I have borrowed this diagram from VMware to show and simplify the different Cloud Offerings from VMware.
VMware’s Cloud Solutions are complete and comprehensive in the sense it covers all the three layers of Cloud: IaaS, PaaS and SaaS. There is a myth generally that VMware Cloud Solution is only for IaaS. Yes, the major part of VMware Cloud or vCloud as we know has been primarily into the IaaS segment. However going forward we will see in this post what are the offerings from VMware in terms of PaaS and SaaS.
Referring to the diagram, from Bottom to Top, we see that the IaaS layer builds the core infrastructure. It is based on VMware vSphere based Virtual Datacenter along with support of other VMware products like vCloud, Chargeback etc.
The vCloud suite comprises of:
vSphere Enterprise Plus
vCloud Director (vCD)
vCloud Connector (vCC)
vCloud Networking and Security –Standard and Advanced (previously known as vShield Edge and vShield Manager)
vCenter Site Recovery Manager Enterprise (SRM)
VMware vCenter Operations (vCOps)
vCenter Chargeback Manager (vCM)
vCenter Configuration Manager for vSphere
vCenter Infrastructure Navigator
vFabric Application Director
vCloud Automation Center (Thanks to my friend Benjamin Troch for reminding me this piece of vCloud Suite!)
The vCloud suite comes in three editions: Standard, Advanced and Enterprise Edition and it is up to the customer to choose one of them depending on the type of workload, scalability and functionality required for their Private Cloud.
The major role out of these components are: vSphere, vCloud Director, “vCloud Networking & Security” and Chargeback Manager. I will give a short introduction to all of these components now:
vSphere: This is the building block through which you will virtualize your physical DIY (Do-It-Yourself) datacenter and build a Virtual DataCenter. You will also create an aggregate pool of all the Compute (CPU), Memory and Storage resources so that going forward these can be self-provisioned and managed via a Cloud Solution. In this layer you also build the Virtual Switches and Distributed Virtual Switches (Virtual LANs), Port Groups etc. Here your management tool is vCenter Server and Physical Servers hosting Virtual Machines (VMs) are ESXi Servers. Here you create all the virtual resources.
vCloud Director: The upper layer is vCloud Director layer which helps in self-provisioning and self management of the virtual resouces that you created in the vSphere Layer. You can call it as a Middleware or Broker or Provisioning Layer, whatever you wish to. This is typically installed either as an Virtual Appliance (Pre-installed, you just need to do basic configuration) or manually installed on a RHEL (Red Hat Enterprise Server) VM with the .bin software. After installation it will provide you with two HTTP consoles, one for Administrators and another for Users. Through this you create all the different parts of a Cloud like, Provider vDC (Virtual Data Center), Organization vDC, vApp, Org Networks, Ext. Network etc. In stead of vCenter, vCloud Director is the Management Tool here.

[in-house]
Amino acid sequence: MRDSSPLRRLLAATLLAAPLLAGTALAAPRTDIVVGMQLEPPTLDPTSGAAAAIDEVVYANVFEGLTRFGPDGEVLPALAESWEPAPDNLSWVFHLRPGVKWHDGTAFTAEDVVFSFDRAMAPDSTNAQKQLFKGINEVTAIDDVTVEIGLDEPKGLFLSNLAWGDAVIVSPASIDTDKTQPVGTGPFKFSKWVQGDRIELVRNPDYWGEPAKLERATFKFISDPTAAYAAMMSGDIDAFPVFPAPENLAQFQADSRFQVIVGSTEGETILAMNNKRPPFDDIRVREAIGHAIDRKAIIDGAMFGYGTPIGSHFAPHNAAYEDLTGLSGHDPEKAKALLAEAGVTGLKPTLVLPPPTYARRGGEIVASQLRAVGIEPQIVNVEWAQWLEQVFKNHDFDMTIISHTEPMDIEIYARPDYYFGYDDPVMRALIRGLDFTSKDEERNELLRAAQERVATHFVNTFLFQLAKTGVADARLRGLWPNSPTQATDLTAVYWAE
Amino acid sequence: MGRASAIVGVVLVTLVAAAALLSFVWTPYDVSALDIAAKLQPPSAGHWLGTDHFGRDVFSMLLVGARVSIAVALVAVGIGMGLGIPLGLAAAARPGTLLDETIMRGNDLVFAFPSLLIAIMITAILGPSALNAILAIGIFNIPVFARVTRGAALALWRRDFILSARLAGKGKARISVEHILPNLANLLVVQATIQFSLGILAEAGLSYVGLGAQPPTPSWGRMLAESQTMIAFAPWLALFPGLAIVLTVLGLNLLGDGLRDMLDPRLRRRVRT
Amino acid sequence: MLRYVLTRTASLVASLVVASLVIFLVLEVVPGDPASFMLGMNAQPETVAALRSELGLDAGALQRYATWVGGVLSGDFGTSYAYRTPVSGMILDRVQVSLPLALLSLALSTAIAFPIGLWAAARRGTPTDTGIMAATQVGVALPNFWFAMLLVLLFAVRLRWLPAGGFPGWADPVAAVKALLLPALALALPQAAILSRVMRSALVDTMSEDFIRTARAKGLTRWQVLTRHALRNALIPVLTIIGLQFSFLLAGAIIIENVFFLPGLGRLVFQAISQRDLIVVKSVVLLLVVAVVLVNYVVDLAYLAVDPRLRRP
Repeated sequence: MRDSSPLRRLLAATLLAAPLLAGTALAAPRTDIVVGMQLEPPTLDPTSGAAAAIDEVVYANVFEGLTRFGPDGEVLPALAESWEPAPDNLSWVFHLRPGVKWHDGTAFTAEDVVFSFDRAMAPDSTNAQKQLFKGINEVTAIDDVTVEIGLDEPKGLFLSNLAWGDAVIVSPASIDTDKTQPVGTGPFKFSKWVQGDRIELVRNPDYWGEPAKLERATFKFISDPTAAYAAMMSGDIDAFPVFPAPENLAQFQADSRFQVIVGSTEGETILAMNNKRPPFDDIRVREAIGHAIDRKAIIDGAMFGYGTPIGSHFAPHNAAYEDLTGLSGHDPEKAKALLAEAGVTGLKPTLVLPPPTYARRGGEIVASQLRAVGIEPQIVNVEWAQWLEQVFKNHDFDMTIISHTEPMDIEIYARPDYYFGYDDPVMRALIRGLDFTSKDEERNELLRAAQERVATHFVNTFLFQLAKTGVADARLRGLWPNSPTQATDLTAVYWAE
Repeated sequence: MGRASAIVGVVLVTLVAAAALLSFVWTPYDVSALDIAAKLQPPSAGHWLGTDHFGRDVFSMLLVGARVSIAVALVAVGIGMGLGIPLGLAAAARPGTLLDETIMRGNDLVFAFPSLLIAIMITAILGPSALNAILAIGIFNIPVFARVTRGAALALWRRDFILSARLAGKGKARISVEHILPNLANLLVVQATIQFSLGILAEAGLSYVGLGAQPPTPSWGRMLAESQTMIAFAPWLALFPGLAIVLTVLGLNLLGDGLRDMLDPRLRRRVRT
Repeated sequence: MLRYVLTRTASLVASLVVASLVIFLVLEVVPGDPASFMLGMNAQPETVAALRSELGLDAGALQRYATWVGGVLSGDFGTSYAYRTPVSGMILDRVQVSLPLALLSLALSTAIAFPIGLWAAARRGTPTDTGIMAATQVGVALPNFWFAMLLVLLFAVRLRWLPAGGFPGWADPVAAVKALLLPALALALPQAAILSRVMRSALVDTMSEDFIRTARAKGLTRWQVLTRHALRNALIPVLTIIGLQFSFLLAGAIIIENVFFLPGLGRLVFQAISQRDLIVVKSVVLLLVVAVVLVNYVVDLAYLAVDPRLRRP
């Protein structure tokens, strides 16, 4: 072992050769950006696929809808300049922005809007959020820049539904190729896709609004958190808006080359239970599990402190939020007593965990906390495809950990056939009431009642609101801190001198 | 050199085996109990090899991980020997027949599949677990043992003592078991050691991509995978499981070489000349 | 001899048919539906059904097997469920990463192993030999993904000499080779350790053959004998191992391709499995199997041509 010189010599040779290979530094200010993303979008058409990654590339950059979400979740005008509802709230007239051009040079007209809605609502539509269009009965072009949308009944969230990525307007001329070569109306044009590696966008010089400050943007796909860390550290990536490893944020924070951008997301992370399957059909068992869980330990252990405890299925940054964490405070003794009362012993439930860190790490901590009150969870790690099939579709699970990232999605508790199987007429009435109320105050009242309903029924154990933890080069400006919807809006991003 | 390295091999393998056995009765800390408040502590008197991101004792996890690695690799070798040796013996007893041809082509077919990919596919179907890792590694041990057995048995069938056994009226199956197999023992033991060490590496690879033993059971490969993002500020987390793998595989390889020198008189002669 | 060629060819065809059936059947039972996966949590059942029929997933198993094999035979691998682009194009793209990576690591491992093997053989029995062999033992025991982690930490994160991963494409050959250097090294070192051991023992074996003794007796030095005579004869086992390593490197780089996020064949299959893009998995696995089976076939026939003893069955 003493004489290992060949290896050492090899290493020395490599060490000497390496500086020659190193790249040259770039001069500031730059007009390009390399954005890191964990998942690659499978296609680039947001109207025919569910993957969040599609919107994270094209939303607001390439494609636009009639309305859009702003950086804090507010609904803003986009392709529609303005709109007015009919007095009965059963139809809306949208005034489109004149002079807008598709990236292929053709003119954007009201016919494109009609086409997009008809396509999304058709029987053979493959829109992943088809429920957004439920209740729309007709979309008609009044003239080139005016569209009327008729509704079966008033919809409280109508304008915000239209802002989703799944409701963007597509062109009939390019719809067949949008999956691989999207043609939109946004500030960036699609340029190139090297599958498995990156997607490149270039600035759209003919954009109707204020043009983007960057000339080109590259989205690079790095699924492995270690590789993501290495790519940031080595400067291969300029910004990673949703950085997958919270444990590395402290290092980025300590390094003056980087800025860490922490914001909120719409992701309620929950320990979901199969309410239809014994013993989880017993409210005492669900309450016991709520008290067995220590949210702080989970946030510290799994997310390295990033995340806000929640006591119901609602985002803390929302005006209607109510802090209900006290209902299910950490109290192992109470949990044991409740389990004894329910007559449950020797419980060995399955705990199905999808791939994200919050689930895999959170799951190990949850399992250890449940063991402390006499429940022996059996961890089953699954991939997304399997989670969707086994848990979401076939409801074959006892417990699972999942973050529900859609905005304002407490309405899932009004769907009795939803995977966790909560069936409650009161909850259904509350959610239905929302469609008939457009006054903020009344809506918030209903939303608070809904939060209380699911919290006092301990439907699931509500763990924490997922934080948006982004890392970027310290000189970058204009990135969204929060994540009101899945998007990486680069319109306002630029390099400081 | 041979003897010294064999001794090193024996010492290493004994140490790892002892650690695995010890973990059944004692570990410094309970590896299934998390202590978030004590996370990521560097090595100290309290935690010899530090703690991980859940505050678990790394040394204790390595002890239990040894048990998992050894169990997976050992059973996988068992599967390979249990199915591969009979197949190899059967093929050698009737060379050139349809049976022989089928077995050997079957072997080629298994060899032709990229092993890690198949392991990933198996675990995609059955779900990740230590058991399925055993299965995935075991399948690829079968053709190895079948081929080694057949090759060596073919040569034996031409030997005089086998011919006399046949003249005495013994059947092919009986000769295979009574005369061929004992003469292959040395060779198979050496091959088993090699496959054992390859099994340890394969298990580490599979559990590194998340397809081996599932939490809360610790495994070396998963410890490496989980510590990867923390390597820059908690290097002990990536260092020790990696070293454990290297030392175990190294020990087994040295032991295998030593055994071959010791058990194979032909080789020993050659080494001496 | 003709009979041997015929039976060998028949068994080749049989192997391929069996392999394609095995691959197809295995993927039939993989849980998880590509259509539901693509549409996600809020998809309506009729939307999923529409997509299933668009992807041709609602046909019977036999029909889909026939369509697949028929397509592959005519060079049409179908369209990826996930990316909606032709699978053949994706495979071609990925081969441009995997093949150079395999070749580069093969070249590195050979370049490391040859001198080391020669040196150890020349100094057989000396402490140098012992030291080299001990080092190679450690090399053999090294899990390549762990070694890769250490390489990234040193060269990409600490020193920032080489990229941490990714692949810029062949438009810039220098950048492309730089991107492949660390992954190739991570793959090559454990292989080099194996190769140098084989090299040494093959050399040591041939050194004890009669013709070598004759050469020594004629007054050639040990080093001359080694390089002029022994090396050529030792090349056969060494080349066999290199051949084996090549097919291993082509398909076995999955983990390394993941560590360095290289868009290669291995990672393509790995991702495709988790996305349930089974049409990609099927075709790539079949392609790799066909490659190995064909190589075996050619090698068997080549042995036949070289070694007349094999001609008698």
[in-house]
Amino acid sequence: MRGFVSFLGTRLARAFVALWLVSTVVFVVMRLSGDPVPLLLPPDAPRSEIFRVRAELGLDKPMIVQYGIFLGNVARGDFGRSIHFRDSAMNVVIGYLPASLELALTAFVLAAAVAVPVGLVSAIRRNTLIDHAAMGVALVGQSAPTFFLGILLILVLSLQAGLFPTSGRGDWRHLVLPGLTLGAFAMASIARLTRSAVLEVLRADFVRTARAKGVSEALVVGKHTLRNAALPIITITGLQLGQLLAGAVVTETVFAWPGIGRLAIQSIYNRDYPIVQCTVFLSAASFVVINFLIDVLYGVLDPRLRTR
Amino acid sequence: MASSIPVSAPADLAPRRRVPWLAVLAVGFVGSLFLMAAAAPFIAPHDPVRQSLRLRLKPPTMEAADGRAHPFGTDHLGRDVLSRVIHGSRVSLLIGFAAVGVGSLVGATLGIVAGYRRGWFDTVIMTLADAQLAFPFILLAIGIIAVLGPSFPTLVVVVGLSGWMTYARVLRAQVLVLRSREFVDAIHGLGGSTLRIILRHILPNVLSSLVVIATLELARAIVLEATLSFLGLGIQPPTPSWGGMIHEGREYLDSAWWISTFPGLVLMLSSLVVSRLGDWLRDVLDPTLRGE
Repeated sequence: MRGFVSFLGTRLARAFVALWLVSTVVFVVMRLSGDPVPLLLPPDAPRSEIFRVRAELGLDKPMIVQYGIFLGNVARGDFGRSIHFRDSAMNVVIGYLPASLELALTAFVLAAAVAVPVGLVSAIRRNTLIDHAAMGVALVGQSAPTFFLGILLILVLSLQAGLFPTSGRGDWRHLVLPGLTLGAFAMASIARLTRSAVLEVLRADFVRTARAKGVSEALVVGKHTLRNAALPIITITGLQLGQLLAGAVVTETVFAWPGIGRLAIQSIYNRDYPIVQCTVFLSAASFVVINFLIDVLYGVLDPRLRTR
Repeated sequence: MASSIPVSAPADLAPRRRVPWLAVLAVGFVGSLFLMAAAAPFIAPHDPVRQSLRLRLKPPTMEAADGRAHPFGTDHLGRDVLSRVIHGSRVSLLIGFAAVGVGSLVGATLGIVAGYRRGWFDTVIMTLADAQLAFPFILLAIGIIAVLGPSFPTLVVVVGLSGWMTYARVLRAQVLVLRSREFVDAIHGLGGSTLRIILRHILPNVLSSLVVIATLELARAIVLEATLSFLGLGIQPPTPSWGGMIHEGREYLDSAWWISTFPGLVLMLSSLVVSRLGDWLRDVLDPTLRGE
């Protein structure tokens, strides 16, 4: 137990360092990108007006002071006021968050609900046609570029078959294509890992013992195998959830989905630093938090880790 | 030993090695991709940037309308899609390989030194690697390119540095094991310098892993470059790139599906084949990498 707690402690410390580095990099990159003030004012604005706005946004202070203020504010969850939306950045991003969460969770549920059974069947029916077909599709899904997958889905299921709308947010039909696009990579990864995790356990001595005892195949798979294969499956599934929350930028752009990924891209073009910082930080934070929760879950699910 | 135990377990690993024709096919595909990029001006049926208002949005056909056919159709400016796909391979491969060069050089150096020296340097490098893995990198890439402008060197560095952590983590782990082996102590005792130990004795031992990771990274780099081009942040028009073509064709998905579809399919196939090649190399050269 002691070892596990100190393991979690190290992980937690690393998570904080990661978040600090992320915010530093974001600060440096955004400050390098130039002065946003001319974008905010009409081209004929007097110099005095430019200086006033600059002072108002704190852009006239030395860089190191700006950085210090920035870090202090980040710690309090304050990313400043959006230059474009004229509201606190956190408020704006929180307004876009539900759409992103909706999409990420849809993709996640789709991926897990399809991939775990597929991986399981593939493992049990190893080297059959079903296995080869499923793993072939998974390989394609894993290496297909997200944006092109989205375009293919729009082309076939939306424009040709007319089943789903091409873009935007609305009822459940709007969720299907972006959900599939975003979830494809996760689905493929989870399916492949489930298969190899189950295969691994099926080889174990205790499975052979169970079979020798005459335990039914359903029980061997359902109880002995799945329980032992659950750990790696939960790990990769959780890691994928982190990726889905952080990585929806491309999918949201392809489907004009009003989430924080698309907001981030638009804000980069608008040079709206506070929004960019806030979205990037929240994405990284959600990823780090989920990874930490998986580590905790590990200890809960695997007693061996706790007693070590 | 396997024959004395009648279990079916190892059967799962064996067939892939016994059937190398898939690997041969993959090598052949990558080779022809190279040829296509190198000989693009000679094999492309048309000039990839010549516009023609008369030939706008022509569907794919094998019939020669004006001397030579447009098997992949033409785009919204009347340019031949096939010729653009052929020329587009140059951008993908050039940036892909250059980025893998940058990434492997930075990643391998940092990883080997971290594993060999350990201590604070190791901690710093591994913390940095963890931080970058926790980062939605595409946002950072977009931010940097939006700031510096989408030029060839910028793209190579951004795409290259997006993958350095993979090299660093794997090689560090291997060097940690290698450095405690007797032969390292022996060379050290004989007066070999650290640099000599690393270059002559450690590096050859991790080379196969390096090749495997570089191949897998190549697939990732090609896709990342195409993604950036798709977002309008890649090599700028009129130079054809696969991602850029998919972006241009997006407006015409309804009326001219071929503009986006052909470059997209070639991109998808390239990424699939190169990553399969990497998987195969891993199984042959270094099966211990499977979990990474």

vCloud Network & Security: These are nothing but vShield Edge and vShield Manager virtual appliances which provide different standard networking services like Routing, NAT, DHCP, VPN and facilities like VXLAN. Through these you can isolate your tenant’s virtual networks from external world. Here the management tool is still vCloud Director, however you can configure some basic part through the HTTP console of vShield. These are also installed as Virtual Appliances for ease of installation & configuration.
vCloud Connector: As the name suggests it helps you to connect to other VMWare Powered or vCloud API compatible Private Clouds and Public Clouds, thus facilitating a Hybrid Cloud setup. You can also connect your Private Cloud to VMware Partner vCloud and move your workloads (basically VMs) from your Private Cloud to Public Cloud. Unless you are intending to connect to any other Cloud, this is an optional component.
vCenter Chargeback Manager: Very important component of vCloud since it provides the usage report of different vSphere components and accordingly charge back model can be levied to the customer/tenant. Without this you still can run a vCloud but you will not be able to do the financial and operational measurement in terms of usage.
SRM: Site Recovery Manager is used on the vSPhere layer for BCP/DRP (Business Contunity/Disaster Recovery Process) purpose where the VMs of Primary site can automatically restart on the Secondary Site in case there is an outage or so. It can be treated as an optional component.
vCOps: vCOps helps the administrator to create dashboards on the usage, pre-determine issues, get alerts on the issues, capacity planning, optimization etc. Again, an optional component.
vCenter Configuration Manager for vSphere provides continuous configuration and compliance management.
vCenter Infrastructure Navigator enables application discovery, dependency mapping, and management.
vFabric Application Director provides a multi-tier application service catalog publishing and publishing system.
vCloud Automation Center enables the users/administrators/developers to access pre-defined menus, catalogs, self-service options to request for IT resources and services. This HTTP console will also allow them to manage any already requested-service. To make it easier for your ease of understanding, it is something like AWS Console in Amazon Web Services.
On top of these there is something called vCloud API (Application Programming Interface). As you know, in any Cloud the API plays very important part since the API compatibility defines who can talk to the Cloud and vice versa. The vCloud API currently is limited to mostly with VMWare and it’s partners though but in future don’t be surprised if it can talk OpenStack or Eucalyptus like Cloud as well. Still a distant dream though…
Next to PaaS (next Blog Post)… Stay tuned…